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I'm having the following error while trying to compile the snippet below (using g++):

error: invalid initialization of non-const reference of type
‘std::vector<pos,std::allocator<pos> >&’ from a temporary of
type ‘std::vector<pos, std::allocator<pos> >& 
(*)(std::vector<pos, std::allocator<pos> >&)’

This is the code that generates the error:

struct pos{
  int start;
  int end;
  int distance;
  int size;
};

bool compare_pos(pos a, pos b)
{
  if (a.distance != b.distance)
    return (a.distance < b.distance);
  else
    return (a.size < b.size);
}

vector<pos> sort_matches(vector<pos>& matches)
{
  //vector<pos> sorted_matches(matches);
  vector<pos> sorted_matches();
  //sort(sorted_matches.begin(), sorted_matches.end(), compare_pos);
  return sort_matches;
}

The real code would have the two commented lines uncommented, but even the commented example gives me the error. What am I doing wrong?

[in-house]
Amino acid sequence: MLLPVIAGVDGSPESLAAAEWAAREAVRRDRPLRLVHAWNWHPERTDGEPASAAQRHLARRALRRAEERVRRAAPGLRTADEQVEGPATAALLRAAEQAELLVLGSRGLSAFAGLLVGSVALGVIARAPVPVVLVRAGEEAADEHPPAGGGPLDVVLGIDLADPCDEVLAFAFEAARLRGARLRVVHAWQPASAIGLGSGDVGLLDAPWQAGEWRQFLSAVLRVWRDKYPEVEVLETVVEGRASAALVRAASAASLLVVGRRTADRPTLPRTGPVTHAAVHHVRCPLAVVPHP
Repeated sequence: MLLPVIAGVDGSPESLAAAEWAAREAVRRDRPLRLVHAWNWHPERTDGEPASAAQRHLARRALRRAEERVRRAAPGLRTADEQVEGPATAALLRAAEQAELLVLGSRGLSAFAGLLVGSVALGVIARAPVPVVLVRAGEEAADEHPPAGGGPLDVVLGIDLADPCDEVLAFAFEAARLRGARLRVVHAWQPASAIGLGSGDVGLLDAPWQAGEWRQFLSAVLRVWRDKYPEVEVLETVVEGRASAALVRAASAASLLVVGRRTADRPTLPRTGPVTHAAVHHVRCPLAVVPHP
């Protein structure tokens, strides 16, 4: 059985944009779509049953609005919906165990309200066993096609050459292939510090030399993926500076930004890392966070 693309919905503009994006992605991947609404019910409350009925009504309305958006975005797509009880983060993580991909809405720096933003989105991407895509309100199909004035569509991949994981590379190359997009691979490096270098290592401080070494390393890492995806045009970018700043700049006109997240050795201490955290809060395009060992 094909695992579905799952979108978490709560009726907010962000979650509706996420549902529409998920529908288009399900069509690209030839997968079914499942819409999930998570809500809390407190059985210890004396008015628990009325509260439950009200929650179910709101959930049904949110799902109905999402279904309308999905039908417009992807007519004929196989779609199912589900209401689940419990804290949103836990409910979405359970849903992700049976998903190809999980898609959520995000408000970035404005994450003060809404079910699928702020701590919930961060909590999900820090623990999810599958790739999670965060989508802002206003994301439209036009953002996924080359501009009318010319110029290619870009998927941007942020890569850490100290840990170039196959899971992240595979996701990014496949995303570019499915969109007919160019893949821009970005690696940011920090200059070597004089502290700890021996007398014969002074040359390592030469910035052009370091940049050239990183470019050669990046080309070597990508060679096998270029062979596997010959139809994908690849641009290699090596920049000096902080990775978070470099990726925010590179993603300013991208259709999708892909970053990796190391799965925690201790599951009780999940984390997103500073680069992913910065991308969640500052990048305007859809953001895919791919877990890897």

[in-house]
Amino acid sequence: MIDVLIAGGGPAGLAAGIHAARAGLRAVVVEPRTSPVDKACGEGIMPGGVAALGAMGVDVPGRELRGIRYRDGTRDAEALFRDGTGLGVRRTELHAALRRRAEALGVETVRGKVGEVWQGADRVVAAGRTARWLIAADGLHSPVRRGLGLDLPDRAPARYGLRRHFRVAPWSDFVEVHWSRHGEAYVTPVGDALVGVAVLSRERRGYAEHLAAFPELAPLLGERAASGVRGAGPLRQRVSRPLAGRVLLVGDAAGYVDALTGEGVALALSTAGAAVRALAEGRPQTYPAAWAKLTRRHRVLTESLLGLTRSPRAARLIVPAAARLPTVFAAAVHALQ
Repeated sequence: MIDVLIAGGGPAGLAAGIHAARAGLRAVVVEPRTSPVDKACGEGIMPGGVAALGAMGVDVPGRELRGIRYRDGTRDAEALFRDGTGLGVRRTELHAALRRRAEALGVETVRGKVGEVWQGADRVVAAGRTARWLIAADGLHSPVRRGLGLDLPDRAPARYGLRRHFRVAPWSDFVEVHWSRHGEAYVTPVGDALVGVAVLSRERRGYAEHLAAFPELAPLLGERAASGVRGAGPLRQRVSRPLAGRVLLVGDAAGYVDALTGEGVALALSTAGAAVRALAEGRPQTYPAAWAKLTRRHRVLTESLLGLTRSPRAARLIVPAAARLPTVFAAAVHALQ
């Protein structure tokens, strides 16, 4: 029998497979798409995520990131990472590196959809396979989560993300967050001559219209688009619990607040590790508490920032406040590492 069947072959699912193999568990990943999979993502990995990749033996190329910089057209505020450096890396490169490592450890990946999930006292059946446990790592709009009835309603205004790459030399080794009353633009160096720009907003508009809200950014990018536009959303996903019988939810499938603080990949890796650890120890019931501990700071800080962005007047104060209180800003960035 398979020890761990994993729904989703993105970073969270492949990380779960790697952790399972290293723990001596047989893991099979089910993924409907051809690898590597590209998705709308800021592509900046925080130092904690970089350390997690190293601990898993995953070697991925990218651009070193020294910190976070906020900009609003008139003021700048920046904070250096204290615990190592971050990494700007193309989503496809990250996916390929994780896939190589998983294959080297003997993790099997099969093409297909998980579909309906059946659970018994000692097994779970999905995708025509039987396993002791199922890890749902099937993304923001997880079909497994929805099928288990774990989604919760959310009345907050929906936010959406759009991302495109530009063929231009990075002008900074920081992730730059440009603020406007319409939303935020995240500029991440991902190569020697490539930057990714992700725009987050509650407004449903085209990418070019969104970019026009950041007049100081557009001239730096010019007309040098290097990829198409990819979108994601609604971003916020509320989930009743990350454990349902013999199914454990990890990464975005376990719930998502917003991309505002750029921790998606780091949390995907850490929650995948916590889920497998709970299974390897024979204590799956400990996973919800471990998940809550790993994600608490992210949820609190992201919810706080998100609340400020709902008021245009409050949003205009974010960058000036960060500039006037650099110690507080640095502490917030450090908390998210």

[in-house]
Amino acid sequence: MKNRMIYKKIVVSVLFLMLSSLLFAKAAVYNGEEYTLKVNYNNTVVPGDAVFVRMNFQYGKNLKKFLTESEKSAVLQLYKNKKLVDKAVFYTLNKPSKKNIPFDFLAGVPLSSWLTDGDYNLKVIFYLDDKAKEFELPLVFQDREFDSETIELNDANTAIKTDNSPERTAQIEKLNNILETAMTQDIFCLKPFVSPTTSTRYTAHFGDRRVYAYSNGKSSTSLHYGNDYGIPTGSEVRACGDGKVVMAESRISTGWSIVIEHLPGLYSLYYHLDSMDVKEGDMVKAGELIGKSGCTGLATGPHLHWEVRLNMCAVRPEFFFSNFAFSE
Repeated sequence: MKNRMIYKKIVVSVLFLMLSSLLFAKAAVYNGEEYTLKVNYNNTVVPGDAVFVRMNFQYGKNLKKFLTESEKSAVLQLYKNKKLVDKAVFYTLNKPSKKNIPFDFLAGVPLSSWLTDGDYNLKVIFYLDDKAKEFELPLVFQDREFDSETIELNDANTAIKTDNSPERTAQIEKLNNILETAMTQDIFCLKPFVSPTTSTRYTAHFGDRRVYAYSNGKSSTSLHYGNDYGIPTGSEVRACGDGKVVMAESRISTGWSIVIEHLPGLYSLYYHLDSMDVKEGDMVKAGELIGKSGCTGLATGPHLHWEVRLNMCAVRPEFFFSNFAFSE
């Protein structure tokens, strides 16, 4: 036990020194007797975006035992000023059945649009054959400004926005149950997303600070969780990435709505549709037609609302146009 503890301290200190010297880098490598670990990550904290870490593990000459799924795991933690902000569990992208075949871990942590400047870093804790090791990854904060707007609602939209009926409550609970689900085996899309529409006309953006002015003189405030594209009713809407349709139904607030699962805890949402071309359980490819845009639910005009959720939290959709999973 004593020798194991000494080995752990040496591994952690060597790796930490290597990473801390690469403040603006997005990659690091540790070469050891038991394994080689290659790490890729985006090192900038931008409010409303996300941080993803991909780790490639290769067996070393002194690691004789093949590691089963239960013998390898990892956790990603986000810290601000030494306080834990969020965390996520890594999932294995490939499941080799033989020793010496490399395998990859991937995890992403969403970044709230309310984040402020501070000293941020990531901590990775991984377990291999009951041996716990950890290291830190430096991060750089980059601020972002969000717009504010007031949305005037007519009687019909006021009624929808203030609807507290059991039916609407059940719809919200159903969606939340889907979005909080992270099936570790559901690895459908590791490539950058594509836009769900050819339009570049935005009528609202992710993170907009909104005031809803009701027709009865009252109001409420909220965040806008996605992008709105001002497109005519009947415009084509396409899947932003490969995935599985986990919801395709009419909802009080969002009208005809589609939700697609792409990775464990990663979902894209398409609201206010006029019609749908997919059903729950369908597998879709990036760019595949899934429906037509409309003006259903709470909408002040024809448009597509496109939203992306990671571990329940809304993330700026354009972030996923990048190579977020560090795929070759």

share|improve this question
    
Even with the first line uncommented, you're not posting your real code. Please post an actual, minimal, self-contained example that exhibits your problem. –  Kerrek SB May 7 '12 at 12:51
    
@Xeo: The current code certainly has the usual vexing parse misunderstanding, but I have a feeling that the original code the OP had in mind was returning a reference to a vector. –  Kerrek SB May 7 '12 at 12:52
    
Oh, and I just noticed another problem: You're returning sort_matches, not sorted_matches. That would be the actual problem that also wouldn't allow the commented parts to compile. My bad for the hasty close vote. Voted to reopen. :P –  Xeo May 7 '12 at 12:53
    
You are returning the name of the function itself, i.e. a function pointer. That doesn't make sense. –  Kerrek SB May 7 '12 at 12:53

1 Answer 1

up vote 6 down vote accepted
vector<pos> sorted_matches();

this declares a function that takes nothing and returns a vector<pos>. This is known as the most vexing parse. If you don't believe me, imagine the variable is named f instead of sorted_matches:

vector<pos> f();

Looks like a function, doesn't it?

Use this to define a default-constructed object:

vector<pos> sorted_matches;
return sorted_matches;
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